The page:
P449. Long-term increase of serum cholesterol level in ulcerative colitis patients treated with cyclosporine: an underdiagnosed side effect frequently associated with other drug-related complications
A. Balint1, K. Farkas1, S. Monika2, Z. Szepes1, F. Nagy1, T. Wittmann1, T. Molnar1, 1University of Szeged, First Department of Medicine, Szeged, Hungary, 2University of Szeged, Department of Medical Physics and Informatics, Szeged, Hungary
Cyclosporine is one of the recommended therapeutic choices in severe ulcerative colitis (UC) refractory to steroid therapy, although several serious side-effects may limit the use of the drug. Cyclosporine has been reported to increase the total cholesterol level; however the change in the serum cholesterol levels before and after cyclosporine therapy has not been examined in UC patients. The aim of this study was to compare the serum cholesterol levels before and after the cyclosporine therapy in patients with refractory UC and to examine the association between serum cholesterol level and other common side-effects.
We retrospectively assessed the serum cholesterol levels of UC patients who had been treated with cyclosporine. Data of 72 patients (39 female, 33 male, mean age at diagnosis 31.7 years, mean disease duration: 13.5 years) were analyzed statistically.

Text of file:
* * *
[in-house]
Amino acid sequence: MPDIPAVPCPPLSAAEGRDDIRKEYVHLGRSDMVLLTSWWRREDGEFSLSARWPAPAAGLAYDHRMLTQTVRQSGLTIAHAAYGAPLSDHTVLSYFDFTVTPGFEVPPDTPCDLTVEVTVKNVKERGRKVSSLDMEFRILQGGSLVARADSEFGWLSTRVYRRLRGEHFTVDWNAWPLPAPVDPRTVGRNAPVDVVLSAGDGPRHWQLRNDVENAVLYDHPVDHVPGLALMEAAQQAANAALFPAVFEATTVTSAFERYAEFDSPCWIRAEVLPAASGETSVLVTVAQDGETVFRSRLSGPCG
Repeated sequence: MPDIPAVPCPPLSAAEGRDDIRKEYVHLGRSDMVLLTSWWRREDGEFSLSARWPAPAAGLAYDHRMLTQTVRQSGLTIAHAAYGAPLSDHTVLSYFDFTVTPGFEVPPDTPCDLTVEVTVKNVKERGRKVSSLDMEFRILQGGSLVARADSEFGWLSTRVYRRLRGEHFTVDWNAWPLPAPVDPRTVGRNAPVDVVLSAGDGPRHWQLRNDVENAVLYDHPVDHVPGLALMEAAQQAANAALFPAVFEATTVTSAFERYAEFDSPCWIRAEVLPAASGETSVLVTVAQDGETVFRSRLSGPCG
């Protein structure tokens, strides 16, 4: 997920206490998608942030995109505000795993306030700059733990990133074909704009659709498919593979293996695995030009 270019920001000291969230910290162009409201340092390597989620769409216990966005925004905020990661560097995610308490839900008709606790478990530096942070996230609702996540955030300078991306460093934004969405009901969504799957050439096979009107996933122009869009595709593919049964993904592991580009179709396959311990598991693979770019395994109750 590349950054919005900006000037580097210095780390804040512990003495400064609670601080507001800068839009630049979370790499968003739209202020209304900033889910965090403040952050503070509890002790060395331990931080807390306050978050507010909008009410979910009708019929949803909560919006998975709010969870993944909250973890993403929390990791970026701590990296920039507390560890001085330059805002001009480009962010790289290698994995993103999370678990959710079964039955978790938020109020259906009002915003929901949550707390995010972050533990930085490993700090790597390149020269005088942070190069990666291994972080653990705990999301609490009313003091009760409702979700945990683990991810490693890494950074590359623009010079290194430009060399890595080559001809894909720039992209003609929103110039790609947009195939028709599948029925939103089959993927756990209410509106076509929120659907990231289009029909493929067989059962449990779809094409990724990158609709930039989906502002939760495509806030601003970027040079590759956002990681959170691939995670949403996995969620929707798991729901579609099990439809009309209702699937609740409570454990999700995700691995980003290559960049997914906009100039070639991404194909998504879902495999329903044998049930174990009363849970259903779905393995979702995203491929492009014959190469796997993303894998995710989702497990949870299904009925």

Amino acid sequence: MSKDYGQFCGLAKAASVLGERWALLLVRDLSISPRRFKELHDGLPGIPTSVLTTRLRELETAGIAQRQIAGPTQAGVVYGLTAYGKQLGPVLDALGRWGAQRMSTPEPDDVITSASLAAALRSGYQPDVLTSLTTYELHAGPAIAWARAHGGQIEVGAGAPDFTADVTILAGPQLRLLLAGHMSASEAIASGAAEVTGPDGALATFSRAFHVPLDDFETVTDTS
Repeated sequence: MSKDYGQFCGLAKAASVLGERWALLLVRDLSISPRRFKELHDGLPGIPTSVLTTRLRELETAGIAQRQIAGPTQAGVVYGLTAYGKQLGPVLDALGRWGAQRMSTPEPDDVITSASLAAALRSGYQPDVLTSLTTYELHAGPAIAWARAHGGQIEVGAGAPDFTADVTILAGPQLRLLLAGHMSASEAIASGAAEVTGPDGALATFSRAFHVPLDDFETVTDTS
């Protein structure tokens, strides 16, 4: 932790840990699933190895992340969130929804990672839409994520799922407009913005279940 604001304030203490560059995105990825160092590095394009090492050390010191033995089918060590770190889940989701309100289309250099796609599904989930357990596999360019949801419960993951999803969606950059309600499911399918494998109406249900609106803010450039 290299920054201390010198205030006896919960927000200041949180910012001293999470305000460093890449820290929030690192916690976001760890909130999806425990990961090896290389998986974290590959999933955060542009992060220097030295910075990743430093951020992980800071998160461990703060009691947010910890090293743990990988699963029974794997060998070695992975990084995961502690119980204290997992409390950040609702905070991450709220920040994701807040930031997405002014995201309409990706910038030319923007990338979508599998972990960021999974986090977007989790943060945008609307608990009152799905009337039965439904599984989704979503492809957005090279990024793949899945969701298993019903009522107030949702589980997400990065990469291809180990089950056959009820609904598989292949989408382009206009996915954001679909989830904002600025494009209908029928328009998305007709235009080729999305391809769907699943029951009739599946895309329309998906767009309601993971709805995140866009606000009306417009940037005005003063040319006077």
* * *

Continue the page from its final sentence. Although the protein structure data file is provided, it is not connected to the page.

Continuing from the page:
The mean age of UC patients at the start of cyclosporine therapy was 40.3 years, and the mean disease duration at the beginning of the therapy was 8.6 years. The median duration of cyclosporine therapy was 9.6 months, and side effects developed in 52 patients. 65% of them developed increased cholesterol levels. The mean levels of serum cholesterol were 4.48, 6.1 and 5.08 mmol/l at the beginning, during and at the end of the therapy. Elevated serum cholesterol levels were detected in 27% of the patients. Serum cholesterol level was significantly increased during and after stopping cyclosporine therapy compared the time before the use of the drug (p < 0.001, p < 0.004). However, cholesterol levels measured during the therapy was significantly higher compared to the time after stopping cyclosporine (p < 0.001). Significant association was found between the increased serum cholesterol levels and side effects developing during cyclosporine therapy.
Our findings suggest that cyclosporine therapy may result in increased serum cholesterol levels even in long-term after stopping the therapy. Considering that cholesterol level were significantly more common in patients developing drug-related complications, routine measurement of serum cholesterol can increase the safety of the drug.